My post-cruise health regime to kick-start new lifestyle challenge
My two weeks cruising around the Caribbean brought the realisation that for the past 18 months I have neglected my health and wellbeing while prioritising work. However, I’m committed to a new diet regime that is scientifically proven to have major benefits.
Despite taking up juicing in the summer of 2017 and regular exercise; as things became more busy at work, I lost sight of my health goals. Instead of preparing healthy meals and consuming a range of home-made fruit and vegetable juices, I found myself grabbing whatever I could on the go.
This usually ended up being sandwiches or baps, crisps and chocolate during the day and frequently stopping in the supermarket on the way home to pick up a ready meal and indulge my sweet tooth with an individual cheesecake or dessert. Combined with a lack of regular exercise as my evenings and weekends were taken up by research projects, my health has been severely neglected.
The cruise had been booked so far in advance (18 months) that I kept putting off health and fitness as it always seemed so far off – until it wasn’t! As a result, I found myself heading off on a dream cruise feeling sluggish and heavier than I would have liked.
I spent more time in front of the camera than behind it as I was self-conscious about my weight, especially when a lot of the calories seemed to have headed straight for my boobs – I did my best to restrain them and cover them up. I only went in the sea in an underwire tankini top and briefs three times on quiet local beaches, never on the Britannia!
I resolved to do something about it on my return and took to starting the day with a partially healthy breakfast of a fruit smoothie and melon slices (main picture) accompanied by coffee, brown toast with honey and if we had a day ashore, a couple of sausages in a roll.
The food on board the Britannia was excellent; it was available around the clock and a-la-carte and when ashore on the Caribbean islands we navigated towards local vendors and restaurants to sample real Caribbean food, which was largely absent from the menus on board the ship.
The only thing to mitigate against this excessive eating was the excessive dancing! I went to a couple of dance classes whilst on board the ship, which was fun and more tiring than it looks on Strictly Come Dancing! I went to the gym twice but found it frankly boring – it was much more invigorating for the body and soul to work out on the dance floor – which we all did night after night to our favourite band, Steele and we usually encouraged many of the other guests to join us and forget their inhibitions.
On the way back from the airport in a taxi home from the train station, I asked the friendly driver to stop in Aldi, where I bought fresh spinach, sweet peppers, carrots, celery, tomatoes, pineapple and mango pieces to start my new diet.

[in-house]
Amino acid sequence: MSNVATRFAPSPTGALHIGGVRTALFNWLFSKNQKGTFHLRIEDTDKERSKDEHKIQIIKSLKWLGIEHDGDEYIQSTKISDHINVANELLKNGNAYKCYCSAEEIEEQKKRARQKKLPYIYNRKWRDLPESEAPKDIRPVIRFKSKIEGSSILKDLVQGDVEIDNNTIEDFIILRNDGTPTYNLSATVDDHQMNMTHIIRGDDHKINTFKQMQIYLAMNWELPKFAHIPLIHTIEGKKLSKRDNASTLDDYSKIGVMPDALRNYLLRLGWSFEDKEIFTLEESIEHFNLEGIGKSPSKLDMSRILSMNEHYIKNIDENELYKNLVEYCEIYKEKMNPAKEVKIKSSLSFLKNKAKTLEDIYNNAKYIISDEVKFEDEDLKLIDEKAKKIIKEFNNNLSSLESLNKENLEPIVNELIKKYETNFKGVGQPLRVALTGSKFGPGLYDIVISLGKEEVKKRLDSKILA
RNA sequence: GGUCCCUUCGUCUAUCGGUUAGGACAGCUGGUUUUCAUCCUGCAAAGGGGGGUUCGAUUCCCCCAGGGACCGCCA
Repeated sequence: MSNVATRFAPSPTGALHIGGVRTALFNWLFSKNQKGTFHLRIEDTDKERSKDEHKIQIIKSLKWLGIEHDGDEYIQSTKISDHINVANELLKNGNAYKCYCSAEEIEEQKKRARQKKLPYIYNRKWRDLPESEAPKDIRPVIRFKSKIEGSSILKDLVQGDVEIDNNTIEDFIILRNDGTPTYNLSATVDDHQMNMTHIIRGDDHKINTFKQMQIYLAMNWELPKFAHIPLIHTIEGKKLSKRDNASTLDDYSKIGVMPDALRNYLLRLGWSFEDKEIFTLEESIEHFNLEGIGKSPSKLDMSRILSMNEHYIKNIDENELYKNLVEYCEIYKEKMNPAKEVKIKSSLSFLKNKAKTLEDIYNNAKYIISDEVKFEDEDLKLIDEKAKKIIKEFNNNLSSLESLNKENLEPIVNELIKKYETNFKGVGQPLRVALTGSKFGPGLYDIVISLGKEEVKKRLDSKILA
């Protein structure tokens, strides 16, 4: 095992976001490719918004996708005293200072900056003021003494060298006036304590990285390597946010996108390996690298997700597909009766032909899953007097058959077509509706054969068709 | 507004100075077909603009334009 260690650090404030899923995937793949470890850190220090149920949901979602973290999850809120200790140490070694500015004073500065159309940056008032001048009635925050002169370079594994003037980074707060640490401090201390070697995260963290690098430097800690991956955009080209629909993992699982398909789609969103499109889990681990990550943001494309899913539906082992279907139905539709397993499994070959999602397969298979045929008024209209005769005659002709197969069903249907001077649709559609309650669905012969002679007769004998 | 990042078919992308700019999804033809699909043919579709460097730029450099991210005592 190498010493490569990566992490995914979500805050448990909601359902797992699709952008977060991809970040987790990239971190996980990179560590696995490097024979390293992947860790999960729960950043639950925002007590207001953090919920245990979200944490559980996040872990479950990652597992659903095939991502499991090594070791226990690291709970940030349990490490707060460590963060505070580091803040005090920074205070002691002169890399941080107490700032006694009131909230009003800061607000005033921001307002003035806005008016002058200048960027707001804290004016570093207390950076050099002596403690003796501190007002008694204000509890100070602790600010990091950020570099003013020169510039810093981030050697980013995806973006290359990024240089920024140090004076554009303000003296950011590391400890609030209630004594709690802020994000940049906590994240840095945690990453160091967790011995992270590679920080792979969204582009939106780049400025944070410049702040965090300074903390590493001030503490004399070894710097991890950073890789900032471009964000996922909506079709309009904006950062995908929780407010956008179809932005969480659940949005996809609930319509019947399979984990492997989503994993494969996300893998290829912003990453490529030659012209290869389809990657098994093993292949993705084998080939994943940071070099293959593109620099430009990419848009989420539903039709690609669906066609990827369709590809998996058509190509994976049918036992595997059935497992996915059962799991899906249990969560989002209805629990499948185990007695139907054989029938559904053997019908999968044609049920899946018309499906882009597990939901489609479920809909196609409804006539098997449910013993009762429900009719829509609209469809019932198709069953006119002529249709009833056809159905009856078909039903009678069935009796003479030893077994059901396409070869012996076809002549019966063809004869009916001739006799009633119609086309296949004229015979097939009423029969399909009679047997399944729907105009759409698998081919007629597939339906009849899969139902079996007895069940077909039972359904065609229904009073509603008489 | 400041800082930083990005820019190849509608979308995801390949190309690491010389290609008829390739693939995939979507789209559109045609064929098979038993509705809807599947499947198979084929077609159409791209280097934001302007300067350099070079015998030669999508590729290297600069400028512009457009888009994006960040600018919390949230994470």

For the last week, save for a couple of bad days where I consumed a Kit-Kat one day and I’m ashamed to say a chocolate donut and two mini-cake treats on another day I teach late, I have consumed only fresh fruits and vegetables, had my daily glass of carrot juice and increased my daily intake of water.
The reason for my simple diet focused on fruit and vegetables, plenty of protein and fibre is the overwhelming scientific evidence. Epidemiology is the study of health and disease in defined populations – and there is substantial epidemiological evidence of the protective role that fruit and vegetable consumption plays in cancer prevention. Scientific evidence also points to fruits and vegetables helping to prevent coronary heart disease (CHD) and strokes.
Fruit and vegetables provide rich sources of potassium, fibre, folate, antioxidants and bioactive phytochemicals. A high potassium intake reduces the risk of mortality by 20%. Its main functions are to regulate fluid balance and control the electrical activity of the heart and other muscles.
Folate is a B-vitamin that our bodies use to make DNA and other genetic material. Antioxidants protect the body against damage cause by free radicals – waste substances produced by cells from processing food and from the environment.
A meta-analysis by Berry et al (2010) of 12 studies over 11 years involving 278,459 individuals found that participants who consumed more than 5 servings a day of fruit and vegetables had a 17% reduction in CHD, while those that consumed 3-5 servings daily had a moderate 7% reduction. The risk of CHD is reduced by 4% for every additional daily portion of fruit and vegetables consumed.
I’m already seeing the benefits to my skin and feeling more energised and energetic. I rolled up my rug in my home office to make way for my exercise mat and step and space for my dancercise, which I can do while listening to my favourite tunes!
A healthy body aids a healthy mind – and from now on I will remember that the aim is to work to live not to live for work. I celebrate my 55th birthday in four months and I’m very motivated to improve my health and fitness for the next milestone, so the countdown is on!
Berry, S.E., Mulla, U.Z., Chowienczyk, P.J. and Sanders, T.A., 2010. Increased potassium intake from fruit and vegetables or supplements does not lower blood pressure or improve vascular function in UK men and women with early hypertension: a randomised controlled trial. British journal of nutrition, 104(12), pp.1839-1847.
Carter, A (2018). Everything you need to know about potassium. Retrieved from https://www.medicalnewstoday.com/articles/287212.php
Van Duyn, M.A.S. and Pivonka, E., 2000. Overview of the health benefits of fruit and vegetable consumption for the dietetics professional: selected literature. Journal of the American Dietetic Association, 100(12), pp.1511-1521.